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When working in a TDD or BDD manner your unit tests are supposed to drive your design. But how do you end up with event-sourcing using a xDD techniques? As I see it event sourcing is something you need to adopt early on to take full advantage of it.

Lets say that you start without event-sourcing and do a release. Later on when you are releasing version 2.0 you realize that it would be great to use event-sourcing, but at that point you alread have missed all the events from version 1.0 so it makes it much harder to implement. Or do you take some kind of backup of your db from before event-sourcing and use that as base line and then add event-sourcing on top of that?

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up vote 3 down vote accepted

Instead of thinking of Event Sourcing as being a purely design and technical issue, think of it as having a clear business benefit instead. For instance, if I'm using Martin Fowler's shipping example, I might have a business reason for wanting to know where a ship was on a given day.

It's possible that you don't have this business reason yet. Is there a possibility that you will have that reason, some time in the future? Some business requirements aren't just about the functionality you need now, but about keeping options open (almost the opposite of YAGNI). You can look at Chris Matts' work on Real Options to find out more.

Now that you have established the business benefit, think of TDD and BDD as helping you to establish which of those classes are responsible for that benefit. TDD and BDD don't help you to drive out good design as much as steer you away from the bad ones. They make you consider the responsibility of each of your classes, provide an example of how to use it thereby ensuring usable code, and ensure that each aspect of the class is genuinely valuable. You can still gain these benefits and come up with your own architectural requirements too.

Rather than trying to get architecture right, think about the cost of getting it wrong. Would it really be hard to adopt event sourcing later? If you discovered that the cost was prohibitive and the business didn't need it, how hard would it be to return to state-based persistence? As Chris has said in the past, if you don't know which technology is right, don't pick the right technology. Pick the one that's easy to change. It's either right already, or you'll have more information later that will help you to make better decisions. Your product owner or business expert may also be able to help decide whether the business benefit is worth paying for now.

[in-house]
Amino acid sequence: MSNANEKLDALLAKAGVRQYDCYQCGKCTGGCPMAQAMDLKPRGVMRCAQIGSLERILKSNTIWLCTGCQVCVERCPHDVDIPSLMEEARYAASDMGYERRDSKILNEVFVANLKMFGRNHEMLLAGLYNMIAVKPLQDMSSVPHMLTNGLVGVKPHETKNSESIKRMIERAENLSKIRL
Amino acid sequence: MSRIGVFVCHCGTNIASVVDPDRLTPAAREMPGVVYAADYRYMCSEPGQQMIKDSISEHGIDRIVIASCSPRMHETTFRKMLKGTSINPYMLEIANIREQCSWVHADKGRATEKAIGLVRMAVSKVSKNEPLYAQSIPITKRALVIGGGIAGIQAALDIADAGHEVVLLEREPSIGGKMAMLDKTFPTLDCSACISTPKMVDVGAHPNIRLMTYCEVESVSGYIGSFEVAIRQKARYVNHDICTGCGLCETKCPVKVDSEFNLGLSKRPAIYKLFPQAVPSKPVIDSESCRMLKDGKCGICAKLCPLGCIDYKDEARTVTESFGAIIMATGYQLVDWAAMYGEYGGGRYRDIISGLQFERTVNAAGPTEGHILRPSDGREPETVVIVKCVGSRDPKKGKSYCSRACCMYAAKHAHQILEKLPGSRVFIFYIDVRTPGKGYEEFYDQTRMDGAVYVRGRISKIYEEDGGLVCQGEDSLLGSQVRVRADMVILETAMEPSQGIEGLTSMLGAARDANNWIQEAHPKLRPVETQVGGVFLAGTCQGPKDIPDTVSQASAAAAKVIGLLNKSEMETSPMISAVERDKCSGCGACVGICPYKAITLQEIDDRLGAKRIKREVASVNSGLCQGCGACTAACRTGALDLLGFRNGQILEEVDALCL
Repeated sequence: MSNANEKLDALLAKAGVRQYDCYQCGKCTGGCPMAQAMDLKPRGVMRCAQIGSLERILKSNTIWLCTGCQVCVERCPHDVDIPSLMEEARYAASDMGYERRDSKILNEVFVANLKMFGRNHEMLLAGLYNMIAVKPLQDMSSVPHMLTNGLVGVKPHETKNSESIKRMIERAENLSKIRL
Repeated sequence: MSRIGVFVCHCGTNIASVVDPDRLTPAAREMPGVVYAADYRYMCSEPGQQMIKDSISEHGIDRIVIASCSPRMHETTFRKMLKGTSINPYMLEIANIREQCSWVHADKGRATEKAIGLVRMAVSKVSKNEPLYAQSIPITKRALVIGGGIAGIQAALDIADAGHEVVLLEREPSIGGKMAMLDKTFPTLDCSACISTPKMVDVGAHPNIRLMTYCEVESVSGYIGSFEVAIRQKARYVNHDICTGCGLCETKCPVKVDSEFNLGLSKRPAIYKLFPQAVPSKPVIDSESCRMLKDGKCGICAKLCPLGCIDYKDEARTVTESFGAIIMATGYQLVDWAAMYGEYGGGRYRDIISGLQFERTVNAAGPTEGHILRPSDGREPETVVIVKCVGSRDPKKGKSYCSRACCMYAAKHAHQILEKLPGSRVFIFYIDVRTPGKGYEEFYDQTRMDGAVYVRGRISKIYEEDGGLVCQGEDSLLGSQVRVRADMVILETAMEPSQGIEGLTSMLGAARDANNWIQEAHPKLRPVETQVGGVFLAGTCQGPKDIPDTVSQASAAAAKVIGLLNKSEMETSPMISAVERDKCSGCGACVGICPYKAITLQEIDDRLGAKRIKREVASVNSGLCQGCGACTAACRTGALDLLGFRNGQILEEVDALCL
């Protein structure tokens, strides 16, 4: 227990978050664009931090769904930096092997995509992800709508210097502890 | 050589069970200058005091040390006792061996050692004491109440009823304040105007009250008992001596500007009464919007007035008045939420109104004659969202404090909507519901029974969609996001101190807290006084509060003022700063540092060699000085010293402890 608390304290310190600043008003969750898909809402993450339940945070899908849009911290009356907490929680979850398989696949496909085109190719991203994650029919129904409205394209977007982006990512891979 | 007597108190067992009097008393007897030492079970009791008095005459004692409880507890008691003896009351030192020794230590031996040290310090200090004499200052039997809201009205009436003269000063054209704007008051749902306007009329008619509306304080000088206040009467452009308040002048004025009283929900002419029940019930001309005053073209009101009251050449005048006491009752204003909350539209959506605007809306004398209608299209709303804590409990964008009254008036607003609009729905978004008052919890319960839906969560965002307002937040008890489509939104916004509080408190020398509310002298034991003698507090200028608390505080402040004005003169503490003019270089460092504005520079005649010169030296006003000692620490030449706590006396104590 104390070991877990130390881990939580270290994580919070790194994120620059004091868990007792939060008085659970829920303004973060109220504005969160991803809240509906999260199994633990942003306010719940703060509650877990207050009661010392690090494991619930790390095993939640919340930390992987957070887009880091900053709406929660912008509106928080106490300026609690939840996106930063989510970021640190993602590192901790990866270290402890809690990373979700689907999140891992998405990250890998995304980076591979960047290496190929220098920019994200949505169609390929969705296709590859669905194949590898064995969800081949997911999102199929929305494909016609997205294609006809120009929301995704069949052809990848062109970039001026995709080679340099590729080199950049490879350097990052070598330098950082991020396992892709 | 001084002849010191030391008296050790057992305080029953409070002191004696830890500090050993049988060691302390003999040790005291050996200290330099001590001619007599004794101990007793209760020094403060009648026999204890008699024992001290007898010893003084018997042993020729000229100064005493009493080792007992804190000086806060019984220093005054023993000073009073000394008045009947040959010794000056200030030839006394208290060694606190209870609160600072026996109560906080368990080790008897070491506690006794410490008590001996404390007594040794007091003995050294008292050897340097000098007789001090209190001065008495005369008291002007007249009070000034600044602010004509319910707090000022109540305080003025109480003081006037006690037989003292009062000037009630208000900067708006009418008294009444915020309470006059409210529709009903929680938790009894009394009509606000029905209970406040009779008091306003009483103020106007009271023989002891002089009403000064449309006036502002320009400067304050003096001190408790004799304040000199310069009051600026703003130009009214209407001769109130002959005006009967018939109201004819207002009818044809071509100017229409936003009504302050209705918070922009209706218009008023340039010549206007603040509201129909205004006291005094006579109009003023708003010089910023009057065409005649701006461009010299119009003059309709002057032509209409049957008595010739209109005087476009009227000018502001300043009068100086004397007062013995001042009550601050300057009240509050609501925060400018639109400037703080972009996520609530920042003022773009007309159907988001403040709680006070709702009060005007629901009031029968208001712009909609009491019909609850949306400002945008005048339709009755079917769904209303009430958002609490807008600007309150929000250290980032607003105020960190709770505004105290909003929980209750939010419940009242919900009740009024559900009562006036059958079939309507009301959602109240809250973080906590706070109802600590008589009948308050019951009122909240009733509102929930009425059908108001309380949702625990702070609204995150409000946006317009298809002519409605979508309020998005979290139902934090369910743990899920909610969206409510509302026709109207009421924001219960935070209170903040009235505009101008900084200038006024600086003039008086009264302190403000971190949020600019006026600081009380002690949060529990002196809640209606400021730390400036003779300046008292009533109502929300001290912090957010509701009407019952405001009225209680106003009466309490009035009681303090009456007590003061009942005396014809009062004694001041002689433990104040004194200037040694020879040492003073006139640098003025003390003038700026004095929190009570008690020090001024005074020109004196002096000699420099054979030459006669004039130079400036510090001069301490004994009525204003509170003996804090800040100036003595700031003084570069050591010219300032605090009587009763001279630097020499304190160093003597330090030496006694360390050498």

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Great "answer", it is more up for discussion what should be consider the answer to my question but your thoughts in the subject were really good. –  Tomas Jansson Dec 12 '11 at 20:03
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Personally I think event sourcing comes in the category of 'architectural styles' - and it's never going to be easy to switch styles mid-project. That said it is possible (I've done it myself in the past). Here's a series of blog posts starting with this one that outlines one possible approach.

Both TDD and BDD are really 'requirements first' and generally you'll get enough requirements to have a feel for which architectural style is likely to be good fit. Getting this decision wrong can be very expensive - and without falling into the trap of 'big design up front' - this decision is one you'll want to spend some time over.

One a more practical level you can generate one or more initialising events from your existing data.

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I agree. The notion that you can grow an architecture from the ground up based solely on the writing of unit tests is a false premise; this premise is what makes TDD so confusing to outsiders. –  Robert Harvey Nov 29 '11 at 16:38
    
Yet growing the architecture with tests is the very idea at the foundation of TDD. If it makes things confusing, it's because it questions basic assumptions. These basic assumption (that we should decide on architecture and frameworks before coding) is one that deserves a whole lot of questioning, IMHO. –  xpmatteo Dec 9 '11 at 15:42
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